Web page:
You can create an account in the meantime and link your subscription at a later time. Simply visit the My Account page, enter your subscriber number in the relevant field and click 'submit changes'.

If you have any difficulties creating an account or logging in please take a look at our FAQs page.

Coffee House

War in Whitehall or plumbing problems?

18 January 2013

2:11 PM

18 January 2013

2:11 PM

Is there really war in Whitehall? Tensions between ministers and civil servants have certainly spilled over at some departments, but there has, as you might expect, been a backlash over the past few days to the Times investigation into the civil service.

Former civil service head Lord O’Donnell and Telegraph columnist Sue Cameron have both, unsurprisingly, defended the service. Yesterday Cameron attacked the idea of a ‘war’. She reported that Number 10 had rejected this, with a source saying ‘we don’t have a massive crisis. We don’t have government paralysis’. Reforms in key policy areas such as welfare, health and education were, she said, a sign that the civil service was working well, with its major failing apparently being too much obedience.

[Alt-Text]


The Whitehall sources I’ve spoken to reject both claims; that Whitehall is at war, but also that it isn’t suffering as a result of a failure to reform. Guido also quotes a source rubbishing the claims that officials are not blocking reforms as ‘patent nonsense’.One of the problems with Cameron’s reference to welfare reform is that it could be the civil service wot done it if the universal credit project turns out to be a flop. The Spectator has already reported that senior civil servants are starting to turn their backs on it. And as I blogged earlier in the week, Michael Gove has managed to push his reforms through partly by dint of having a superstructure of advisers to help him, rather than relying on his civil servants.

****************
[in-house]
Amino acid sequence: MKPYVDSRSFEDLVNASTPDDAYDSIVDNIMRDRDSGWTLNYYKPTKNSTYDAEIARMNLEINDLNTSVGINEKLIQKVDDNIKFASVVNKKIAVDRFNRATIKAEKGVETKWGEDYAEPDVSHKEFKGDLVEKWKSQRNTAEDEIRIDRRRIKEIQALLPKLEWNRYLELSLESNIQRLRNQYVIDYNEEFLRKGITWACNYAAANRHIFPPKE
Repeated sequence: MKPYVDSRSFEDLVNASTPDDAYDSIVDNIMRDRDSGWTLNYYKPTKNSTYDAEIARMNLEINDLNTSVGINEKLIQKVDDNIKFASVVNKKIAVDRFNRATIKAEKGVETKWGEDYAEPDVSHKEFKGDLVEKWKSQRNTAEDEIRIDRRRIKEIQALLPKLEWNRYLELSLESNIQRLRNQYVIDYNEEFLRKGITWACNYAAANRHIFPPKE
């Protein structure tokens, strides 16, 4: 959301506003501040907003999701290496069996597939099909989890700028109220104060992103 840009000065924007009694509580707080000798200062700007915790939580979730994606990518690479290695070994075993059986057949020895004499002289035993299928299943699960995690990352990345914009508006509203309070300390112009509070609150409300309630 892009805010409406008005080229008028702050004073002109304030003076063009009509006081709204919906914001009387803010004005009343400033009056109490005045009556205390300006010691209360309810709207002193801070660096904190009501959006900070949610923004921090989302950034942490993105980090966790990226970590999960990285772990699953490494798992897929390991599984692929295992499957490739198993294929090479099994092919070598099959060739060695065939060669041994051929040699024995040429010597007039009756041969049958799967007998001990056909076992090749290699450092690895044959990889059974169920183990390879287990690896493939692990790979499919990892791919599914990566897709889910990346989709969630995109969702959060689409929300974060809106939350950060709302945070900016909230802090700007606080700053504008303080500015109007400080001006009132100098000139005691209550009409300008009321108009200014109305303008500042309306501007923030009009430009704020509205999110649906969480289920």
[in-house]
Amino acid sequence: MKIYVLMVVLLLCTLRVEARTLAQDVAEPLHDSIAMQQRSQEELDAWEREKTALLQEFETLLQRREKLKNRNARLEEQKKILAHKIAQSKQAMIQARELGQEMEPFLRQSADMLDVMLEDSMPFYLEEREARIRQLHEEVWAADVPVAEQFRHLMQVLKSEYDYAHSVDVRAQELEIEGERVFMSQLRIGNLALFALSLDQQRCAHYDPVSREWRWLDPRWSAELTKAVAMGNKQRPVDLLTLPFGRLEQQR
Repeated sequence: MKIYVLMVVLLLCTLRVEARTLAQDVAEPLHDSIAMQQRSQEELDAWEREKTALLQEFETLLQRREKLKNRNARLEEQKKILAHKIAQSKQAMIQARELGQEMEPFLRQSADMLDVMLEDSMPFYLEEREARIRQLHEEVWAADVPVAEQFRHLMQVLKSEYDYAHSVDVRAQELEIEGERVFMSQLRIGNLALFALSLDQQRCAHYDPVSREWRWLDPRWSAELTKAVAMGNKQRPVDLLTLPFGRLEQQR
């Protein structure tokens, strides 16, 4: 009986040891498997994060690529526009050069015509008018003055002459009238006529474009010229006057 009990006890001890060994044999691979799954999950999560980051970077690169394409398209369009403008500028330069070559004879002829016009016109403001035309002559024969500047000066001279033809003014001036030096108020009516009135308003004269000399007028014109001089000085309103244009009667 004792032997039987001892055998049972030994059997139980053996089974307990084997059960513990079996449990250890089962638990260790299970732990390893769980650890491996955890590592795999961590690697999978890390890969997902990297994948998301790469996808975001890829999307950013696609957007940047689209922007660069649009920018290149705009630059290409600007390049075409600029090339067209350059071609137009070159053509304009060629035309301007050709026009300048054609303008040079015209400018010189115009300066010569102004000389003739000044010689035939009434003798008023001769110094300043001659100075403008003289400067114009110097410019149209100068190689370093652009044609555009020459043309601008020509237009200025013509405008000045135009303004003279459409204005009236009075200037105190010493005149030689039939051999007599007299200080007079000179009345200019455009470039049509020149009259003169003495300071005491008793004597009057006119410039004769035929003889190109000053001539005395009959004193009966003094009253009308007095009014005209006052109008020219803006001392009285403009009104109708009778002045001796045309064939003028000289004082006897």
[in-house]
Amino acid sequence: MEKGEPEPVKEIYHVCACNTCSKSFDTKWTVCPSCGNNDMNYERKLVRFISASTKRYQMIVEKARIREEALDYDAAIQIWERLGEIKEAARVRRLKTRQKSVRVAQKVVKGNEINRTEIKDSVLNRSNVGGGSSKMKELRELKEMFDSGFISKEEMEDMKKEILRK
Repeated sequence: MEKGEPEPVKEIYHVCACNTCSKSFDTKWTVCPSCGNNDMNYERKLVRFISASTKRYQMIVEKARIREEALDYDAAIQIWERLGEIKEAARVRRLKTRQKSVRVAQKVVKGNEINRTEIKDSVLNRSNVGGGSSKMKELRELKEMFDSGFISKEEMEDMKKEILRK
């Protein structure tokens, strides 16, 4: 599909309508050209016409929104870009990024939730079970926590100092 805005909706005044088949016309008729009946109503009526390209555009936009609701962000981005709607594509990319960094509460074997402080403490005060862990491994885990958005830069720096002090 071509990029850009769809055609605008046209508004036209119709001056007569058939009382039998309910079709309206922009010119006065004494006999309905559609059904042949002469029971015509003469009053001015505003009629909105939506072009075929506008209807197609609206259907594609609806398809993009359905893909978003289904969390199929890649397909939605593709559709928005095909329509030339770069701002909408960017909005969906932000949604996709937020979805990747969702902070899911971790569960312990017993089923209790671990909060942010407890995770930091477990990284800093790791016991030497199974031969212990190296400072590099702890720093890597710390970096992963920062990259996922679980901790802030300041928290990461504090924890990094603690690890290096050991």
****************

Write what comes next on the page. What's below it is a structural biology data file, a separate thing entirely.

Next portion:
Meanwhile O’Donnell’s attack in the Independent included an accusation that the government was grinding down civil service morale, and that these sorts of criticisms always popped up when an incumbent’s popularity is sagging in the polls. But the Civil Service People Survey shows that the Employee Engagement Index, which measures civil servant morale, has actually risen 2 per cent in the year after O’Donnell left his position. It now stands at 58 per cent.

One Whitehall source pointed out that O’Donnell left the civil service ‘with longstanding weaknesses which he failed to address’, adding that the problems with the civil service weren’t so much the stereotypical image of civil servants scratching the backs of ministers with their anti-reform claws, but the ‘plumbing of the system itself’.

While O’Donnell’s accusation that knocking the civil service is easy to do when you’re on a sticky wicket in the polls might sound pretty reasonable, it is undermined by the support for civil service reform exhibited by former Labour ministers. Sources also hope that the current Labour frontbench will support change to the Whitehall plumbing after the revelations this week.

Give something clever this Christmas – a year’s subscription to The Spectator for just £75. And we’ll give you a free bottle of champagne. Click here.


Show comments
Close